Should we kick the couple habit? (What if it really does make life better?)
Yes. It’s that time again. The Americans are getting ready to vote – or the Chuck Norrises are at least – and that means Australians get to view who in class Americans think is most likely to succeed. As it stands, B-Rock is fist-bumping in the blue corner, Gritty-Mitty-Rom-Comney is ramping up in red, there’s a sexy side-fight brewing between a women-hating budget-hawk and gaff-making set of dentures just beyond the main arena, and the economy is on the line, again, stupid.
And that’s all good and well. But as we all know, it’s not policy that makes a president, it’s his people. And by people, we mean wives, though not in the Mormon way (oh wait, no – Ann may luuuuurve women, but she aint that kind of LDS (*no-one is, technically)).
Why are wives important? Because, rightly or wrongly, the brides of a prospective POTUS have come to represent his ‘human side’. And human sides win votes. Human sides, and the wives that make them, complete the perfect Presidential picture - a picture that paints ‘Commander in Chief’ as a man who’s lover and father as well. This image is important because rule one-o-one of winning relates directly to how you rate on the ‘be-or-be-with-you’ scale.
But what does it say about a society that ‘needs’ to hitch their Head Honcho to a ball and chain before votes of approval may be issued? And if you take American society as the dominant force in the Western World, what does that say about us?
It’s no secret Julia Gillard’s ‘unfortunate’ lack of a husband had made her less popular with some. Not with me, but with a very vocal group of people who would much prefer to see a ‘proper family man’ ensconced alongside progeny on the Kirribilli Christmas cards. Awkwardly, there are some similarities with this church of thought and that which would pave the way for Mr and Mr Prime Minister similarly smiling with season’s greetings.
It all comes down to the cachet marriage still carries as Coveted Life Experience Number One.
But this isn’t just a blog about whether marriage really does make you a winner. We’ve trod that well beaten path before, and there’s just so much conflicting science on the subject coming to an accurate conclusion aint easy. This blog is also about whether being with someone really does make things better – whether you really need someone else to be ‘completed’.
Usually, I would say – almost without thinking – no-one ‘needs’ to be with anyone to be happy. This response is based on years of blogging and reading and talking about what actually matters when it comes to love and life and, y’know, stuff.
The general conclusion from all that is this: it’s not about ‘needs’, it’s about ‘wants’, and those wants must be self-determined. Instead of thinking “I need to be with someone”, we should think “I want to be with someone”, the idea being you’re already able to meet your own needs – you’re already a whole person – so anyone you are with isn’t put upon to fix you somehow (goodbye crappy co-dependency!).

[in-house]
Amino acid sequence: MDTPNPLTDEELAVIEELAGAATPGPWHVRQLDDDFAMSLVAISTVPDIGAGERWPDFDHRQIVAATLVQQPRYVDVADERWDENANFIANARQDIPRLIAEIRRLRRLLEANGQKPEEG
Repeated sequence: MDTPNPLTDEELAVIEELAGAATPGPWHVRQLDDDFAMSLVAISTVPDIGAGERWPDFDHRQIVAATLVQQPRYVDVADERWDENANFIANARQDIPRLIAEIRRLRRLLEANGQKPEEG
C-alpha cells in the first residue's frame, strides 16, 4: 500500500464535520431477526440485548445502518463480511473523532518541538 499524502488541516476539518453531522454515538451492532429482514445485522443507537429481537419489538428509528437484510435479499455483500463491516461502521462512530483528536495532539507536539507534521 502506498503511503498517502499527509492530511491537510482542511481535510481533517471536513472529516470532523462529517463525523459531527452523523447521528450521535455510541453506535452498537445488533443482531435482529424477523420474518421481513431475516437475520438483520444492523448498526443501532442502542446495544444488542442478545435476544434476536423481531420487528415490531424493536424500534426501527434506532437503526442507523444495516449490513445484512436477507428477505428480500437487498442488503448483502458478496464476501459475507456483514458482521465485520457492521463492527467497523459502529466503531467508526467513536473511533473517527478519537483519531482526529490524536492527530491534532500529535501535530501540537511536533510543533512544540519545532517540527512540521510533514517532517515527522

Though there’s always room for new thought on your own, older ideas. And so I was prompted to reconsider my default position against the marriage-begetting ‘we need to be completed’ idea. Basically, I saw the movie Chasing Amy (I highly recommend the movie Chasing Amy), and found a neat idea contained within the script’s great bits about lesbianism, cunnilingus, comic books, and so much more.
Rather than needing to be with him because it would ‘complete’ her, our heroine wants to be with her man because he ‘complements’ her. Complements. I heard that, and thought, how nice! Being complemented.
And then I thought:
Because I could feel a subtle shift taking place around my preferred position on this whole ‘do couples do it better’ thing. A shift that posed a daunting addendum to my happiness hypothesis; we might not need to be completed, full lives are possible without a partner, BUT would it really be better if we each found someone who complemented us...
Shit. Does this mean I’d have to concede those smug 'single-life-sucks' people had a point?
Not necessarily. I still think that there are plenty of examples in various cultures around the world, at various points in time, which show how we can live a life without a life-partner and still be happy, still find fulfilment. Getting married, getting partnered-up, getting with someone who makes you want to be a better human – these are all very wonderful, valuable experiences. But I still really do believe that happiness doesn’t hinge on a ring, or other human thing.
Happiness, surely, is what you make it.
Don’t you think?
I do. So spin that one, spin doctors!
Will we ever see a single person sitting at the head of state? Will we ever accept the legitimacy of a single lifestyle? Could you ever be comfortable flying solo forever? Should you be?